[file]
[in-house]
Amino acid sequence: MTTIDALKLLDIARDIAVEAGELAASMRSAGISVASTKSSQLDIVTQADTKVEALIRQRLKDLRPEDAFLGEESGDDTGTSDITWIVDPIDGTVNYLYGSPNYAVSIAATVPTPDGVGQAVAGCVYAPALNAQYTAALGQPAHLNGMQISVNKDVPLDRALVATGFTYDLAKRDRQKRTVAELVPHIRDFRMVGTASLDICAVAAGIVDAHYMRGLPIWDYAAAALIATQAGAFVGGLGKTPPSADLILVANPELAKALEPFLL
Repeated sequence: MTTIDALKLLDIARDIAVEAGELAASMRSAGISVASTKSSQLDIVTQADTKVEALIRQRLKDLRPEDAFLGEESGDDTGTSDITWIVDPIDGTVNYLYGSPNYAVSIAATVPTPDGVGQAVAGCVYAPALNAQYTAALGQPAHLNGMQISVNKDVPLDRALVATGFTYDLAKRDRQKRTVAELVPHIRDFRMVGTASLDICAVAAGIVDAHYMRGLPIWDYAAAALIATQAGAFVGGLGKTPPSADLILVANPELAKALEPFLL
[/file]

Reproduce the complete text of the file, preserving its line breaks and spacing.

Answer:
[in-house]
Amino acid sequence: MTTIDALKLLDIARDIAVEAGELAASMRSAGISVASTKSSQLDIVTQADTKVEALIRQRLKDLRPEDAFLGEESGDDTGTSDITWIVDPIDGTVNYLYGSPNYAVSIAATVPTPDGVGQAVAGCVYAPALNAQYTAALGQPAHLNGMQISVNKDVPLDRALVATGFTYDLAKRDRQKRTVAELVPHIRDFRMVGTASLDICAVAAGIVDAHYMRGLPIWDYAAAALIATQAGAFVGGLGKTPPSADLILVANPELAKALEPFLL
Repeated sequence: MTTIDALKLLDIARDIAVEAGELAASMRSAGISVASTKSSQLDIVTQADTKVEALIRQRLKDLRPEDAFLGEESGDDTGTSDITWIVDPIDGTVNYLYGSPNYAVSIAATVPTPDGVGQAVAGCVYAPALNAQYTAALGQPAHLNGMQISVNKDVPLDRALVATGFTYDLAKRDRQKRTVAELVPHIRDFRMVGTASLDICAVAAGIVDAHYMRGLPIWDYAAAALIATQAGAFVGGLGKTPPSADLILVANPELAKALEPFLL